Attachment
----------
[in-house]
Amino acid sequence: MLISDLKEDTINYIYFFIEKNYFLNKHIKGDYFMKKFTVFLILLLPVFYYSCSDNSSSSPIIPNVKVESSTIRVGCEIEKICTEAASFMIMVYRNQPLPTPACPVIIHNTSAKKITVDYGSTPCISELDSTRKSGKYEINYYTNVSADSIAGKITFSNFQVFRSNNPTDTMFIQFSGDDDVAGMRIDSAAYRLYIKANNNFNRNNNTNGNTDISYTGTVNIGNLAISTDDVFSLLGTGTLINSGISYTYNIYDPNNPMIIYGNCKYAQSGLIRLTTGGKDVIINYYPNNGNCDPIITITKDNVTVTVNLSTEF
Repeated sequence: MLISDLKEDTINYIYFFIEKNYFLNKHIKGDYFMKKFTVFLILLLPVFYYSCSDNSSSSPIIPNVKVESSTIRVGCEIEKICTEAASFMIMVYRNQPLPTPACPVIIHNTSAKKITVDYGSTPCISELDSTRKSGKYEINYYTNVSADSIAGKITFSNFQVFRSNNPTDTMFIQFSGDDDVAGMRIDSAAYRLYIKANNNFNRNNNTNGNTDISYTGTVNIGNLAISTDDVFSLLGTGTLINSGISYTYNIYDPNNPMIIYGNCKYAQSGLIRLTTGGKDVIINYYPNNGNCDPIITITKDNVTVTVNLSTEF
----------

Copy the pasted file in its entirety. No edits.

[in-house]
Amino acid sequence: MLISDLKEDTINYIYFFIEKNYFLNKHIKGDYFMKKFTVFLILLLPVFYYSCSDNSSSSPIIPNVKVESSTIRVGCEIEKICTEAASFMIMVYRNQPLPTPACPVIIHNTSAKKITVDYGSTPCISELDSTRKSGKYEINYYTNVSADSIAGKITFSNFQVFRSNNPTDTMFIQFSGDDDVAGMRIDSAAYRLYIKANNNFNRNNNTNGNTDISYTGTVNIGNLAISTDDVFSLLGTGTLINSGISYTYNIYDPNNPMIIYGNCKYAQSGLIRLTTGGKDVIINYYPNNGNCDPIITITKDNVTVTVNLSTEF
Repeated sequence: MLISDLKEDTINYIYFFIEKNYFLNKHIKGDYFMKKFTVFLILLLPVFYYSCSDNSSSSPIIPNVKVESSTIRVGCEIEKICTEAASFMIMVYRNQPLPTPACPVIIHNTSAKKITVDYGSTPCISELDSTRKSGKYEINYYTNVSADSIAGKITFSNFQVFRSNNPTDTMFIQFSGDDDVAGMRIDSAAYRLYIKANNNFNRNNNTNGNTDISYTGTVNIGNLAISTDDVFSLLGTGTLINSGISYTYNIYDPNNPMIIYGNCKYAQSGLIRLTTGGKDVIINYYPNNGNCDPIITITKDNVTVTVNLSTEF